An elderly lady says she will have to stop shopping in Greerton village if the begging ban is revoked.
Joy and her husband returned to shopping in the town centre when the begging and rough sleeping by law came into place on April 1 this year.
The eighty-year-old says they avoided Greerton for at least a year because they were intimidated by the homeless begging and being verbally abusive.
“It's really quite intimidating to go into the shops and have people sort of spread eagled at your feet.
“If they just ignored you and you ignored them it would have been fine but to get verbal abuse basically because you didn't give them something.
“To be honest while it was happening, we shopped at either Bayfair or The Lakes, we just wouldn't go into Greerton.”
Recently Tauranga City councillors voted to move forward on a recommendation to revoke the begging and rough sleeping provisions in its Street Use and Public Places Bylaw 2018.
The by law prevents people from begging and rough sleeping with five metres of public entrances to retail or hospitality premises in the Tauranga City, Mount Maunganui and Greerton CBDs.
Joy is upset that the by law could be revoked and thinks the council needs to spend time in the CBDs to see the difference the by law has made.
“Ask the people or get out there and see what it's like for yourself and imagine it with bodies sitting and yelling at you from doorways because they block up the doorways that are shut overnight.
“I was so angry when I thought those people [councillors] haven't been in in the job long.
“In a way, I felt what right have they got to speak for us even though we elected them.
“If there'd been any mention of that from any of the nominees there’s no way they would have got my vote because it has just been so pleasant since they changed the by law, to go and shop there.”
The Ohauiti residents says Greerton is their closest shopping centre and they don’t want to have to spend extra time and money going to Bayfair or The Lakes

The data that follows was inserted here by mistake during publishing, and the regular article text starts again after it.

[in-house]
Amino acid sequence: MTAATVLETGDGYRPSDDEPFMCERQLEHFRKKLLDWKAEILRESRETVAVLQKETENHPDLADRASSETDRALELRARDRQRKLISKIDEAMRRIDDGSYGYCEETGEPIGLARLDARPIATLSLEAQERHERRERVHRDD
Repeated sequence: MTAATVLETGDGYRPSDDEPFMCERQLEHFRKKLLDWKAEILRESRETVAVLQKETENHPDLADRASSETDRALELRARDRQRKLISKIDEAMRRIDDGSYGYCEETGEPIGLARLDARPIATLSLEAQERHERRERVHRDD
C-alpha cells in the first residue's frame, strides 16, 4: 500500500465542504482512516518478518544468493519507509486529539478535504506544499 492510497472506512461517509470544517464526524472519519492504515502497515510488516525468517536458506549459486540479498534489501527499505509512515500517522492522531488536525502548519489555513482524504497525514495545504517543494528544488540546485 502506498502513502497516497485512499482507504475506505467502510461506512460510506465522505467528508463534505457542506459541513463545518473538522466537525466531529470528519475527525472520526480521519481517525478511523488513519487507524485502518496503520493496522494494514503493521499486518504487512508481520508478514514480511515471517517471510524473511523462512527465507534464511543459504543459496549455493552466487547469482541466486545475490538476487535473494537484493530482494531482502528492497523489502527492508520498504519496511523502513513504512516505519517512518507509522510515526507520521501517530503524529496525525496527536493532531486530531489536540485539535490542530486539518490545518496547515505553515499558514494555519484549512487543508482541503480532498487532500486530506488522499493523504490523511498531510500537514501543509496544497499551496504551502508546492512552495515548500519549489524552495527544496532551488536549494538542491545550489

“That for us is extra petrol and everything else, which we don't particularly need, but at least it was peace of mind.
“Peace of mind for people is really important as you get older. You don’t want to feel as though you’re being abused because verbal abuse is often worse than physical.”
Joy and her husband head to Greerton at least once a week for lunch because it’s much nicer now.
“It changed from a place that people wouldn't go and didn't want to go to and shop to a place that was really lovely to shop and like us I'm sure there are a lot of other people that are going back more often.
“It is a lovely place to shop and it would be a shame to see that go down the gurgler.”
She thinks a lot of people will stop shopping there and she knows a dozen people that avoided Greerton because of the beggars.
“I am involved in a group of women and there were a lot of them that just said oh we won’t shop there now.
“People feel guilty that they're not able to give them money. It puts the guilts on you and you shouldn't have to feel like that. I mean it’s people’s prerogative if they want to give or not give.”
Joy has concerns for the homeless people’s welfare despite the intimidation and abuse.
“I mean we care too, just because we get cross with tripping over them and being abused by them it doesn't mean to say you don't care about people.
“I know there are a lot for one reason or another who are genuine homeless but, I do believe that there’s also people out there who aren’t and are just takers and I mean that’s sad.”
An overview of the proposed changes to the bylaw, the draft bylaw and an online submission form are available at www.tauranga.govt.nz/streetuse
To make a submission about the proposed change, people can go to the website or fill in a form at the council’s customer service centre at 91 Willow St, the Greerton Library, or the Greerton Lotto Shop.
Consultation runs until 5pm on Friday, December 20, 2019 and hearing of submissions will take place in January 2020.